arent-draper last edited by
When doing our portfolio pics...are we supposed to leave room/space for the text?
I am finding this difficult to do because of trying to incorporate "space" into the composition without it looking off balance. Is there a trick to it that I don't know about? Please share what y'all would suggest. THX
StudioLooong last edited by
@arent-draper I think the answer is yes and no. If you are aiming to do children's books some of your images should show that you can create a composition with room for text but it is fine if some of them do not. In some cases you will have a single page illustration with the text on the opposite page or a vignette with the text above or below.
I have been working on some two-page spreads for my portfolio and I find it easiest to make up some text (It doesn't have to be the most spectacular writing in the world) or to borrow some text from the public domain to mock into my competitions. When thumbnailing I know a lot of illustrators will draw in some horizontal black bars to represent the visual weight of a text block to help achieve a balanced composition.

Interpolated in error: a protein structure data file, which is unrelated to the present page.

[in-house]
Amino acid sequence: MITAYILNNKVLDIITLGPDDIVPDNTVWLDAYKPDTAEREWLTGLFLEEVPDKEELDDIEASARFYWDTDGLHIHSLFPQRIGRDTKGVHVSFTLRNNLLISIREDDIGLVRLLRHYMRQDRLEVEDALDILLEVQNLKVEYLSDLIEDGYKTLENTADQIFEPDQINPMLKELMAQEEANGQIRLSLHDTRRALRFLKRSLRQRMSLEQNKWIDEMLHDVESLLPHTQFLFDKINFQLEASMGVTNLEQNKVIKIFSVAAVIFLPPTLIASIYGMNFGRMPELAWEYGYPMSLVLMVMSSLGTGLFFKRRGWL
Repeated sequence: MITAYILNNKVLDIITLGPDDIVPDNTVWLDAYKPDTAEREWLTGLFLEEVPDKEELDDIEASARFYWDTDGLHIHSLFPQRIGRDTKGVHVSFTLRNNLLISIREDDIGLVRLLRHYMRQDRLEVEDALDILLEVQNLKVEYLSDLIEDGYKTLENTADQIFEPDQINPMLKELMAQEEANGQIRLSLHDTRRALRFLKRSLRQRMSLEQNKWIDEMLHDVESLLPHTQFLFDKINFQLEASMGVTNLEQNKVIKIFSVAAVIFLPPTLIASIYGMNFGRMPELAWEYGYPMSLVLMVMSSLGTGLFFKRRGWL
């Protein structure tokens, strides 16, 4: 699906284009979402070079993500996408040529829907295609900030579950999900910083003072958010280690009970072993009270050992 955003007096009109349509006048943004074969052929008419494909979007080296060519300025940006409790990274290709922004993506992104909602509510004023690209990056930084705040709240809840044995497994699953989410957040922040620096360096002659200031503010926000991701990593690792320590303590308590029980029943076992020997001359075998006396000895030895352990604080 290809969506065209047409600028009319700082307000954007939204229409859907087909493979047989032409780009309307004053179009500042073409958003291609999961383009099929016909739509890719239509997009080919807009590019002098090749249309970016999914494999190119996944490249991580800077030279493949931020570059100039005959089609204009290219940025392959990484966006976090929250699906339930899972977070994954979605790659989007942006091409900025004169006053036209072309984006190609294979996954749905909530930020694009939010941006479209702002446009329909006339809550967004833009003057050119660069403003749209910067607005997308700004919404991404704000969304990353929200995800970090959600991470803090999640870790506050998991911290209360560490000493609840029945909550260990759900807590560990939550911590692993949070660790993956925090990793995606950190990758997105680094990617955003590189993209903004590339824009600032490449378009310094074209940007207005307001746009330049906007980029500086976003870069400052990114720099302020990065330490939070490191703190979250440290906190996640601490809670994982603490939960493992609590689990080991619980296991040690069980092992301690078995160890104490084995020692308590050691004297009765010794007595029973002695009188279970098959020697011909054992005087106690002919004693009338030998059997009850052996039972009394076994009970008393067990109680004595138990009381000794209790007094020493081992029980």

@arent-draper I agree with @StudioLooong. I have some double page spreads with text in my portfolio. And recently my new agent asked me to draw a spread of the Nativity to prepare my portfolio for the holidays. I didn't actually include text in it but I planned space for text in my composition, and the first thing she said is "It's clear from this that you know how to compose a page spread for a book". From her comment I surmise publishers look for this skill when cruising portfolios